I raised the issue on 28 June last and in October, yet, as of yesterday, it all had to be truncated into a two-hour debate and now it is proposed to allow three and a half hours. However, we have the nonsense of a committee consideration when the committee will not have time to call any witnesses, probe any of the issues or answer any of the legitimate questions which people in the House or outside it might have.

In reasonableness, so that we can build consensus about these matters rather than divide and create conspiracy theories about them, can we not have an open and proper parliamentary debate that would occur in any normal democratic parliament in the world? Will the Taoiseach consider that and allow the committee to meet, call witnesses and make a recommendation to us? Let us then have a vote in the new year, one way or the other.

Deputy Eamon Ryan: Information on Eamon Ryan Zoom on Eamon Ryan I second Deputy Ó Snodaigh's proposed amendment. It achieves exactly what Deputy Howlin is saying. In voting on this amendment, we are not voting on the actual issue of whether we should join. We are voting on whether we should have proper debate on it. Whatever their view on the issue, it would be a missed opportunity if parties refused the opportunity of debate.

I heard the Taoiseach, who is clear in his view that we should join and that military co-operation is a central part to our new future European development. However, this is not a small issue to be decided in such a rushed way. It is a critical strategic issue in terms of our relationship with the European Union and it deserves time, debate and consideration. It should not be rushed through in two days.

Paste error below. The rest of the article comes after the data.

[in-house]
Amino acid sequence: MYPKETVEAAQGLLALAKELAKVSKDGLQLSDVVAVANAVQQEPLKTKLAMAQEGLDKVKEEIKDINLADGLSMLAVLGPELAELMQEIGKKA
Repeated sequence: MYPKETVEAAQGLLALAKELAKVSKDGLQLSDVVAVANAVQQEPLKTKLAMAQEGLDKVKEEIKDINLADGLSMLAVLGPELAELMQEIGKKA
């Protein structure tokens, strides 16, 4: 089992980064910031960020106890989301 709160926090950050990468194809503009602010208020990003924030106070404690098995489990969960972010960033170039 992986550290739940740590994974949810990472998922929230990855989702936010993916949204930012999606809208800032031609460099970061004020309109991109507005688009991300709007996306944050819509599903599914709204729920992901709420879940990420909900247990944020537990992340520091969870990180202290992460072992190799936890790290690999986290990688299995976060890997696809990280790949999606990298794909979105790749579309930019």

Nothing that I have read in the provisions establishing PESCO states that we have to agree this by Monday, 11 December. I see no reason it could not return to the Foreign Affairs Council in the new year. This would give us time to hear different views and have a public debate. It is not just this House but our public that deserves the debate. If we as a nation are going to take this role in Europe with greater military integration and investment in armaments and so on, our public deserves for it to be debated at some length and not in a rushed manner. I agree with Deputy Ó Snodaigh's proposed amendment. In particular, I ask Fianna Fáil in its republican tradition to ask for that debate as well.

Deputy Micheál Martin: Information on Micheál Martin Zoom on Micheál Martin I have looked for longer sittings but no one has agreed.

An Ceann Comhairle: Information on Seán Ó Fearghaíl Zoom on Seán Ó Fearghaíl I call Deputy Richard Boyd Barrett.

Deputy Richard Boyd Barrett: Information on Richard Boyd Barrett Zoom on Richard Boyd Barrett What has gone on here stinks to high heaven. Something of absolutely eIn case we think that we are immune in this jurisdiction, remember that six years ago, an eternity in politics and technology, in the 2011 presidential election, the "Frontline" programme saw an acrimonious debacle which led to much recrimination and arguably altered the course of the Irish presidential campaign. It is too late afterwards to address it when the damage has been done.